The images of a dead baby boy which hit our social media feeds and instead of gut-wrenching grief evoke crude, detached us-and-them debate. Standing in the safety of our homeland feeling content to pour judgment on those audacious enough to be born in the conflict zones we helped create. Opting out and buying in so easily to the media shitstorm surrounding refugees because it costs our conscience less when they are someone else's problem. Viewing crisis after crisis as some sort of sick entertainment, our voyeuristic curiosity de-sensitising us and dehumanising the people involved.

Have we reached the end of the road?

The path we've walked so far has been potholed with atrocities; horrors recent enough to remember in our history books but seemingly removed enough to forget in our hearts.  And while the refugee crisis currently takes prime position on the world tragedy stage, our smaller scale attitudes add fuel to the raging fire. Parasitic subtleties; initially harmless but eventually lethal, feeding from a potent mix of sensationalism, apathy, and scapegoating.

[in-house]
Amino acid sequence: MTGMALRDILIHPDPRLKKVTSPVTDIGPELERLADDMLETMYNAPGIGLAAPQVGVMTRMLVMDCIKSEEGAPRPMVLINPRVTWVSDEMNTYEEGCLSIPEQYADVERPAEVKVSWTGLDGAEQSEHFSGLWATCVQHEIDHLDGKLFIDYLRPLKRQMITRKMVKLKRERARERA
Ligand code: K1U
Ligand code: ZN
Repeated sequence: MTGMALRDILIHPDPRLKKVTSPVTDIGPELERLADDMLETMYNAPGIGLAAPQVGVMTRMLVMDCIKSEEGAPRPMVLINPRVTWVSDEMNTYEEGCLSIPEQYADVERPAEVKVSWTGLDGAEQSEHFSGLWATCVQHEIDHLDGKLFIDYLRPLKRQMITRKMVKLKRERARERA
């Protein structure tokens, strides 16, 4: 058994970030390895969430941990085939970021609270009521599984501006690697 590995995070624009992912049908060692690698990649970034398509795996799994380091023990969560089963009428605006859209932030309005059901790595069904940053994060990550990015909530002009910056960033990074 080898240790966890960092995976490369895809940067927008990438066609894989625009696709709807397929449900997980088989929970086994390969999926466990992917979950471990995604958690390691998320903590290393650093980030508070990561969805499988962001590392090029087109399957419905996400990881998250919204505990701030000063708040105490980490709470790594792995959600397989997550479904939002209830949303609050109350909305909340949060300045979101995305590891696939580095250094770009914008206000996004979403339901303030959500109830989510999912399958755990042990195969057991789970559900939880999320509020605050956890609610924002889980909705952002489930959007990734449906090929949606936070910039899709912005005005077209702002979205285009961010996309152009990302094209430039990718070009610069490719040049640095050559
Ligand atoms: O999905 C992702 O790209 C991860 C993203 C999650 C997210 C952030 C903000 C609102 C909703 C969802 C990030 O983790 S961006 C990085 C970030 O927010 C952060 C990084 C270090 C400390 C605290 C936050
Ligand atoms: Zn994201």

The pitied look thrown in the direction of the wheelchair user; our inner monologue breathing a silent sigh of relief. Relief that we are not them. The almost-mute judgement heaped upon the mum in the supermarket whose fourth kid is pitching a shit-fit over a packet of smarties. Almost-mute, but the incessant screaming forces a tiny tut from our lips; small to us, but heavy enough to break that mum today. The torrent of words we can't stop bubbling up when we pass that girl; the one who's all arse cheeks and boobs. She could really use a lesson in self respect. Our crushing cynicism when we cross the street to avoid the Big Issue guy, he probably just spends all the money on drugs anyway. 

These are the seeds of segregation-the promotion of an us-and-them mentality even on the lowest level- so small and yet so laden with potential. With careful watering from an agenda-driven media they flourish into full on racism, sexism, homophobia, xenophobia and whatever-the-fuck-else-you-want-to-place-blame-on-o-phobia.